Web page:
How USB Ports Work

USB Cables and Connectors
The rectangular socket is a typical USB socket.
The rectangular socket is a typical USB socket.

Connecting a USB device to a computer is simple -- you find the USB connector on the back of your machine and plug the USB connector into it.

If it's a new device, the operating system auto-detects it and asks for the driver disk. If the device has already been installed, the computer activates it and starts talking to it. USB devices can be connected and disconnected at any time.

A typical USB connector, called an "A" connection

Many USB devices come with their own built-in cable, and the cable has an "A" connection on it. If not, then the device has a socket on it that accepts a USB "B" connector.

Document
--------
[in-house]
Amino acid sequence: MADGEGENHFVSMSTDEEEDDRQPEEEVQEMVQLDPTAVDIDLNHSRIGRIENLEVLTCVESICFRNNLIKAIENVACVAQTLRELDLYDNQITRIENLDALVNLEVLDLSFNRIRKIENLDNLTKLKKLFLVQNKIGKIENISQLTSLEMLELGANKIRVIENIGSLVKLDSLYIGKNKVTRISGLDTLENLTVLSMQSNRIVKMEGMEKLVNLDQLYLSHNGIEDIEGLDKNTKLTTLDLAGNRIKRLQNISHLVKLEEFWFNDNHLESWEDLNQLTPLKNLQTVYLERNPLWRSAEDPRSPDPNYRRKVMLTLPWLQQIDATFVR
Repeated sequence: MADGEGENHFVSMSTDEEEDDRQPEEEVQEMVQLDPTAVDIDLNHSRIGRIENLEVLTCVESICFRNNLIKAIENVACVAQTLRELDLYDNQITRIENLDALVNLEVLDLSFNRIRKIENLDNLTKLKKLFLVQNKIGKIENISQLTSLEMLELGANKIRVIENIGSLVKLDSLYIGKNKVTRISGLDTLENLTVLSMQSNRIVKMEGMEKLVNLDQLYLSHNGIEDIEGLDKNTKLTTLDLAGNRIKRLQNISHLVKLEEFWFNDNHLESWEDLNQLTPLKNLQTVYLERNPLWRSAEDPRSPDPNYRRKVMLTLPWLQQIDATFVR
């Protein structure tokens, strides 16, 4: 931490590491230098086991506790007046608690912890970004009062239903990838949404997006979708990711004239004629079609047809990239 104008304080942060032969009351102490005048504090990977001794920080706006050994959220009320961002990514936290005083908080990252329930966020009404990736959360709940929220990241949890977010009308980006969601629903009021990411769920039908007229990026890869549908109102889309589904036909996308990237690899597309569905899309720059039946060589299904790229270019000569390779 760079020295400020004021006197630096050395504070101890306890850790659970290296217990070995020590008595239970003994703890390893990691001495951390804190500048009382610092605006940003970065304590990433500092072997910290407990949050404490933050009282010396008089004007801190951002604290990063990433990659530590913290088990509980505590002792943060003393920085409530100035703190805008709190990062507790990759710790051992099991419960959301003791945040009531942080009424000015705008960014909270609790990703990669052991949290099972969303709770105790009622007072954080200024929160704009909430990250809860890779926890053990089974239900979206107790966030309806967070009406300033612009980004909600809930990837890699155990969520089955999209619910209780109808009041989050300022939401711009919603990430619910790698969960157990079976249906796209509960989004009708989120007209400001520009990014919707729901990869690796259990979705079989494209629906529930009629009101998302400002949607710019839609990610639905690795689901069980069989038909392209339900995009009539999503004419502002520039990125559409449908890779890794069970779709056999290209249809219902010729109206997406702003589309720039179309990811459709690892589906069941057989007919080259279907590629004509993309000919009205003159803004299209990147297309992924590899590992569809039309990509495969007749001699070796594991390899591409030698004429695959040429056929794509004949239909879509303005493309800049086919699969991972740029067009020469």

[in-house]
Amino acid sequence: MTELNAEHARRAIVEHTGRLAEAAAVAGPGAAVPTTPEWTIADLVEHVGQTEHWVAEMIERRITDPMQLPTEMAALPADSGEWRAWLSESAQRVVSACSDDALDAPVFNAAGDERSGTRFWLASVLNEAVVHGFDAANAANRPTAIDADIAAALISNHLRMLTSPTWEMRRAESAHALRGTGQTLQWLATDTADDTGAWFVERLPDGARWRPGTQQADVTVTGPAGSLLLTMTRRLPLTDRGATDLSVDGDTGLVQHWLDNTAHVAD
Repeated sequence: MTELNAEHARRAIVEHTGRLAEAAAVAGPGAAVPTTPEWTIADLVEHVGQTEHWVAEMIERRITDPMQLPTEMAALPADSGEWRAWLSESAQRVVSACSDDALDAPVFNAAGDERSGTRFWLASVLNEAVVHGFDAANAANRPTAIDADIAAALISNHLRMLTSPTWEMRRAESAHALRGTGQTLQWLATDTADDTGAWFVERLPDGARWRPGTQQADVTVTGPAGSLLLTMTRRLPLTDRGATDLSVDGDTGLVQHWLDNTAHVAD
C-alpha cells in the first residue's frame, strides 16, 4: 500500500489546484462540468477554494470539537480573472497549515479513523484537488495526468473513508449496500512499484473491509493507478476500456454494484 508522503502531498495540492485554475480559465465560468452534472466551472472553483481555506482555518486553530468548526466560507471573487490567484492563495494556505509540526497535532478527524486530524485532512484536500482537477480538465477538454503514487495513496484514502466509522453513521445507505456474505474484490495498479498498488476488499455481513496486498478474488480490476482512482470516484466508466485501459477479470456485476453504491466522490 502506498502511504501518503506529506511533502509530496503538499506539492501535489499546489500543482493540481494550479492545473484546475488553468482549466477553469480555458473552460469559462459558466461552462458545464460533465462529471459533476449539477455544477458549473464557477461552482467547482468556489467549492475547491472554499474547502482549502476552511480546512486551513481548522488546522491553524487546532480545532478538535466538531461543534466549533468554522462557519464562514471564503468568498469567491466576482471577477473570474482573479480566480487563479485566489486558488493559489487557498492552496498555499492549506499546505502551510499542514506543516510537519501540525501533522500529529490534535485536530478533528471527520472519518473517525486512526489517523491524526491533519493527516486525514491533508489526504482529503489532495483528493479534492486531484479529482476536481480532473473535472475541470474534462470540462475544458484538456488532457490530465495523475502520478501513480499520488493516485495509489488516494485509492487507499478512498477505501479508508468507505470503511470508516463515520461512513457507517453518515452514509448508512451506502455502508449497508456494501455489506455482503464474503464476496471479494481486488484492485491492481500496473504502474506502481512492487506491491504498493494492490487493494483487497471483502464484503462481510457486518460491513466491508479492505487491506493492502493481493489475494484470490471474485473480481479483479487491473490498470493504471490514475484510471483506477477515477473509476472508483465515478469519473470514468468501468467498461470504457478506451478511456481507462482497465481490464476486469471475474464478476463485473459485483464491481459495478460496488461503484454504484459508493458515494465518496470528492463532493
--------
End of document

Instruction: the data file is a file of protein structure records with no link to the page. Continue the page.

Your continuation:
A typical "B" connection

The USB standard uses "A" and "B" connectors to avoid confusion:

  • "A" connectors head "upstream" toward the computer.
  • "B" connectors head "downstream" and connect to individual devices.

By using different connectors on the upstream and downstream end, it's impossible to ever get confused -- if you connect any USB cable's "B" connector into a device, you know that it'll work. Similarly, you can plug any "A" connector into any "A" socket and know that it'll work.

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